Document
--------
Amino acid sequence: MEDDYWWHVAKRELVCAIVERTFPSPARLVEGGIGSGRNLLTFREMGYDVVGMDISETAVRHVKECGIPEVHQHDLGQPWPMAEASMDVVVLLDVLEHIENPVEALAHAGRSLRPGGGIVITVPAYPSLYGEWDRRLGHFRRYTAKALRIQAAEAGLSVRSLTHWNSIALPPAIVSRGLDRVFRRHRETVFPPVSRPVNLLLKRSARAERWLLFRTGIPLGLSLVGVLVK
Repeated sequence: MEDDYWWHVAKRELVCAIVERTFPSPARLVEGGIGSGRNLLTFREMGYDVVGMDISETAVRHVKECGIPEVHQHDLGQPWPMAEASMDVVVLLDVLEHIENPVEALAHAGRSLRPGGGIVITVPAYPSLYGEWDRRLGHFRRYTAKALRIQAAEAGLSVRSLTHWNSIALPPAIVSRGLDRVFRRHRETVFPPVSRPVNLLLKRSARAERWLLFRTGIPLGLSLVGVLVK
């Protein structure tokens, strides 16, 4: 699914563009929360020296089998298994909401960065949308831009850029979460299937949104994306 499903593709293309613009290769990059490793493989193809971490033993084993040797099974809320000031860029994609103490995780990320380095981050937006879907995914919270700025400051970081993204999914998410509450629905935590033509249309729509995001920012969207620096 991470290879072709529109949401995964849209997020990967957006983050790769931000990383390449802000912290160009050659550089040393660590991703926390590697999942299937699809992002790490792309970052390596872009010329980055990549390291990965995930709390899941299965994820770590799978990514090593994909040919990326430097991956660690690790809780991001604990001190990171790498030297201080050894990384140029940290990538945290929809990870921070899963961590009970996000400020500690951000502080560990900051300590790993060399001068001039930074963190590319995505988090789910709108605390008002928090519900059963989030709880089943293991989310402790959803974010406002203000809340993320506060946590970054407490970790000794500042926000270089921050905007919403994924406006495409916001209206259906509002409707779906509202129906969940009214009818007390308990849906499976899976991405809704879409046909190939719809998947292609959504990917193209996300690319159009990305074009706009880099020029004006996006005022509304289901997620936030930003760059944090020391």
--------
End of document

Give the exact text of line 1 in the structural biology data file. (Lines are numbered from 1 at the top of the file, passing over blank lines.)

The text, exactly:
Amino acid sequence: MEDDYWWHVAKRELVCAIVERTFPSPARLVEGGIGSGRNLLTFREMGYDVVGMDISETAVRHVKECGIPEVHQHDLGQPWPMAEASMDVVVLLDVLEHIENPVEALAHAGRSLRPGGGIVITVPAYPSLYGEWDRRLGHFRRYTAKALRIQAAEAGLSVRSLTHWNSIALPPAIVSRGLDRVFRRHRETVFPPVSRPVNLLLKRSARAERWLLFRTGIPLGLSLVGVLVK